The first time I listened to an iOS podcast was yrs ago. I was struggling to grasp basic iOS concepts and podcasts weren’t really covering basic technical material. It just didn’t seem like the right way of learning about things. Two weeks ago I got invited to Side Project Spotlight Podcast. I was thrilled but also clueless. Had to do some googling, listen to a few episodes and purchase some equipment. Here are the things I learned throughout the process.

Talking points

  • Ask for an overview of what’s going to be discussed from your host. This is what my host told me: “Podcast outline”
  • Be prepare to introduce yourself. Practice it out. Talk about where you live. What you currently do. How you got into Programming. Where you’re the most active. But also talk about your non-programming life.
  • Just because the order of a previous episode of the podcast was A then B then C, it doesn’t mean your talk will have the same order of sections. Your host can do whatever they want, however they feel. Everything is relaxed. Podcasts to meetings are much like meetups to conferences.
  • Stories and conversations are what’s important. Have a few stories prepared. It can be about:
    • Failures
    • Journeys
    • Leadership
    • Friendships
    • Inspirations
    • First job or hiring experiences
    • Challenge or Success
    • Funny incidents
    • Product
    • Team

For the most part the conversation just flows naturally. Your rehearsing just helps. Don’t be too technical. Nor speak in length.

How to Talk

  • Speak slow and clear.

  • Have a professional microphone. AirPods aren’t professional microphones 🫠🫠🫠.

    • I ended buying a Blue Yeti Nano for $69.99. There were some more premium products, but from the feedback I got, it seemed like a good choice.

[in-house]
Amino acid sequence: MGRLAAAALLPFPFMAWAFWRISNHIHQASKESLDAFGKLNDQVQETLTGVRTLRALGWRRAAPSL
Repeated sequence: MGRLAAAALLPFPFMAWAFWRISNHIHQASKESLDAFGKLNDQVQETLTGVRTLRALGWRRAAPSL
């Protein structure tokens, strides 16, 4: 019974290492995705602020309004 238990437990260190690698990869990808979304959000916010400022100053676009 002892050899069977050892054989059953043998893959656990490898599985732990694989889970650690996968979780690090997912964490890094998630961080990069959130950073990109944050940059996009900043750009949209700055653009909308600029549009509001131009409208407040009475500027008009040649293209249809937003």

• Reduce any possible noise (heater, fan, kids, tv) in your room.
    • Test it. Watch a Youtube video on the microphone on its correct position/angle. I needed to reduce the microphone gain (the output volume of your microphone) as it was my headphones' output as well.
    • Getting early to the recording is helpful to get feedback on your audio from the host, because they they likely have more experience than you. Also you may not notice that you’re using your computer’s built-in microphone. A standard way of testing is to rub the microphone with your nail and ask if others can hear it. Often setting the input at the OS level doesn’t adjust the input device. Fix is easy. You just need to set input for Zoom.
    • Pro tip: If you’re using a mic, then make sure you accompany it with a headphone, otherwise your microphone will echo the the sound it hears. You won’t notice this until you get to the meeting where people are talking back and forth
    • I also learned about ‘Pop Filters’. For more on that see this video. I ended up not buying one and things just worked fine.
  • Here’s an example of how AirPods compare with a Yeti Nano:


Blue Yeti Nano

  • It’s ok to have a few hiccups in your speaking. But it’s good to know if you over-use something too much. Through out my talk I realized I overused the term “I feel like” 🤦‍♂️.
  • Speak with energy. Ask a friend to ask a few questions for a few minutes. Record that it. Make it a conversation, so you can gauge your energy level easier. Listen to it and see if your energy is good enough. Energy doesn’t mean being loud but after hearing the recording, I often felt like I was too shy or my voice was low.